NewsCenter 16 Special Report: Hip in a Day, Part 2

Americans have witnessed some significant medical advances and some setbacks and challenges, but hip replacement surgery isn't one of them.

It's just after 7:30 am and Roy Schrimsher of Granger is being wheeled into surgery.

Roy is having what's called a mini total hip arthroplasty - hip replacement.

If all goes according to orthopedic surgeon Dr. Fred Ferlic’s plan, Roy will go home later today.

Unlike traditional surgery, Roy won't need to be "put out."

Anesthesiologist Matt Jachim gave Roy an epidural and a little versed to relax him.

With light music in the background, Dr. Ferlic and his team prep Roy, measuring his leg.

Ferlic and physician's assistant Jake Fraker scrub in and at 8 am and Roy's surgery gets underway.

Making a roughly three inch incision, Dr. Ferlic spreads the muscle. Instead of cutting it, he splits it.

Dislocating Roy's hip took some muscle from Dr. Ferlic.

“His hip was socked in pretty good with arthritis,” says Dr. Ferlic. “I've dislocated the hip from the socket and now I'm going to take the head out and measure it."

Dr. Ferlic has to get a precise measurement so he knows exactly where to cut.

Next, he works on the area where the prosthetic ball will eventually go.

“So we got the cup in, so we're going to secure the cup with a screw, one screw so it won't rotate,” says Dr. Ferlic.

Jake uses some elbow grease to make sure it stays in place.

With the cup done, the next step is putting the stem in.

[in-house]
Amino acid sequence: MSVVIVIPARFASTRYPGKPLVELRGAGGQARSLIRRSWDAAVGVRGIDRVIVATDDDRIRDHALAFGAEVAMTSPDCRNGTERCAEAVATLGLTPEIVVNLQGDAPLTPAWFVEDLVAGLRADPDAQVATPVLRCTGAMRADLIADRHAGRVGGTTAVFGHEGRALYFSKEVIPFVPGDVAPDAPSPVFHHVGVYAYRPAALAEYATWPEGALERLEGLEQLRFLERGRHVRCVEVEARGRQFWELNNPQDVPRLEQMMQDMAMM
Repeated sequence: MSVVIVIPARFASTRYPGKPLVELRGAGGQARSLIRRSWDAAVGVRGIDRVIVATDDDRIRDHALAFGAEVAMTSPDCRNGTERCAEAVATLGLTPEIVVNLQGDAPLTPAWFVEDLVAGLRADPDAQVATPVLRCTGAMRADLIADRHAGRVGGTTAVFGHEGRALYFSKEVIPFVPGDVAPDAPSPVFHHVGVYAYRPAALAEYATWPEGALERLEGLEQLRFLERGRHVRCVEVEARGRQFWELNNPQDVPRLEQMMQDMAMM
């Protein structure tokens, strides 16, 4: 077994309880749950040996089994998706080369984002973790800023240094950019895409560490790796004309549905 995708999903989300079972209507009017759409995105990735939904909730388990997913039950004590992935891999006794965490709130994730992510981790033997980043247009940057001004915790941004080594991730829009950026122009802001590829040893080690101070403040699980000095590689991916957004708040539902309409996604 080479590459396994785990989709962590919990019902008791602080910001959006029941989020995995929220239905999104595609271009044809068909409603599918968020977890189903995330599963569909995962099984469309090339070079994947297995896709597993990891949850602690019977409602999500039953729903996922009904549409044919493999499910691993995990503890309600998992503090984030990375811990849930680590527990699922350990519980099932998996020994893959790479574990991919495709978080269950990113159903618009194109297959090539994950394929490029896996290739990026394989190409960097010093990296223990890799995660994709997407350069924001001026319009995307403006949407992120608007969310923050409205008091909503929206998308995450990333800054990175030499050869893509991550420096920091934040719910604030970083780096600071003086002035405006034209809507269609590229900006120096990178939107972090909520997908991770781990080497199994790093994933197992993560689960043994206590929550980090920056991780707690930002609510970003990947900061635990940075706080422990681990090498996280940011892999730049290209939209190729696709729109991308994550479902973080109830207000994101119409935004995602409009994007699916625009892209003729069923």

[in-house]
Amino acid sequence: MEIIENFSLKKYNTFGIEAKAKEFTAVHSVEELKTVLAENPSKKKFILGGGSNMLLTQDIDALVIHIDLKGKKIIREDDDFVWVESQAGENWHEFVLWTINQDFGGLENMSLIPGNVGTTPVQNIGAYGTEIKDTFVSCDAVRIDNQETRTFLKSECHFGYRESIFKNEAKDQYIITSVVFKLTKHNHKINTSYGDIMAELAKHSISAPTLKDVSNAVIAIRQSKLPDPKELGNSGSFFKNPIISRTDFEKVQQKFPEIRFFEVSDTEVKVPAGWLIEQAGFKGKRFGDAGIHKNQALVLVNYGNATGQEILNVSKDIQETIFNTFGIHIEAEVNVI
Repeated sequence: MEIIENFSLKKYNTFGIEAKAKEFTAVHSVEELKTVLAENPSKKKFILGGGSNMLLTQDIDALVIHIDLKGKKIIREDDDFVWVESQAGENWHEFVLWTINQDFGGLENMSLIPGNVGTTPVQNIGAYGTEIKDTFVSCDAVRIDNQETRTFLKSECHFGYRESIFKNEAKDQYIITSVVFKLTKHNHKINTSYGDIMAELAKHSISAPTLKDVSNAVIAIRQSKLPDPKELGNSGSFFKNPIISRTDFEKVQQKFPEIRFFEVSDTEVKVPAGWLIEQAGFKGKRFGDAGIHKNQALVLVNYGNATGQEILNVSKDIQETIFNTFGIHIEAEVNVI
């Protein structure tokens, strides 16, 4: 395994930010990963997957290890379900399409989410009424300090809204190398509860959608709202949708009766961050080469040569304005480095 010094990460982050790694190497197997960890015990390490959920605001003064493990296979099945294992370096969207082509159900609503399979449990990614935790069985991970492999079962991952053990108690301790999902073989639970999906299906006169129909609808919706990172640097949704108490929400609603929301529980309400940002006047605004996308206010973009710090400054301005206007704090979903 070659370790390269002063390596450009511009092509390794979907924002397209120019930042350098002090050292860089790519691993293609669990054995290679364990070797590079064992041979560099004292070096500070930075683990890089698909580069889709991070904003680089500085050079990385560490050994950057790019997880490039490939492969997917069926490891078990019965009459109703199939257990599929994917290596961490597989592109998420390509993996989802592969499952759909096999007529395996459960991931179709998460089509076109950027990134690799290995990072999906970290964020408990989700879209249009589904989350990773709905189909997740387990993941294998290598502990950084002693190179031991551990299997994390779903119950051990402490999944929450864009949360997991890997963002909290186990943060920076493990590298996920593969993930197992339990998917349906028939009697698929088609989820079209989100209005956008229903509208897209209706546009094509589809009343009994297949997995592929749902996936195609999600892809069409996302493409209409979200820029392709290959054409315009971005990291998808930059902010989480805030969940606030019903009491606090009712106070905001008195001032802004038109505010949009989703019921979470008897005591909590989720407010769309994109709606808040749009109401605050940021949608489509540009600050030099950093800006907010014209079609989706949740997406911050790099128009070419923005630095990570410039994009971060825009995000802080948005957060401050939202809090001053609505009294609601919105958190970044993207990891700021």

With everything in place, Roy's range of motion is tested.

Two hours from start to finish, it's time to suture up and, unlike his previous surgery with a foot long scar, Roy is going home with a Band-Aid.

“Everything went fine. It took at little longer because, as you know, his bone was very hard and we went up a size and changed some things, but we've got a perfect hip,” says Dr. Ferlic.

Five hours later we found Roy and Dr. Ferlic just where they said they would be - physical therapy - walking stairs, learning some new exercises and feeling great.

“That chronic, nagging pain that I had when I put pressure on that foot, it's not there anymore,” says Roy.

His new hip in place, Roy and wife Tracy walk back to his room, ready to pack up and go home.

Roy is back to living without pain, and with his sea legs back, he’s gearing up for a fishing trip with his dad.

Tracy said Roy was home by six, showered and went to breakfast the next day, using crutches. On the fourth day, he drove to Plymouth for a Sunday tradition with his cousin and watched the Bears game.

This type of hip surgery is limited to people 65 and younger who have no other health problems, and because you are in and out the same day, it's a few thousand dollars cheaper.

To read and see part 1 click here.

For more information contact:

South Bend Orthopaedics
Fred Ferlic, M.D.
Phone: (574) 247-9441
Toll-Free: (800) 424-0367

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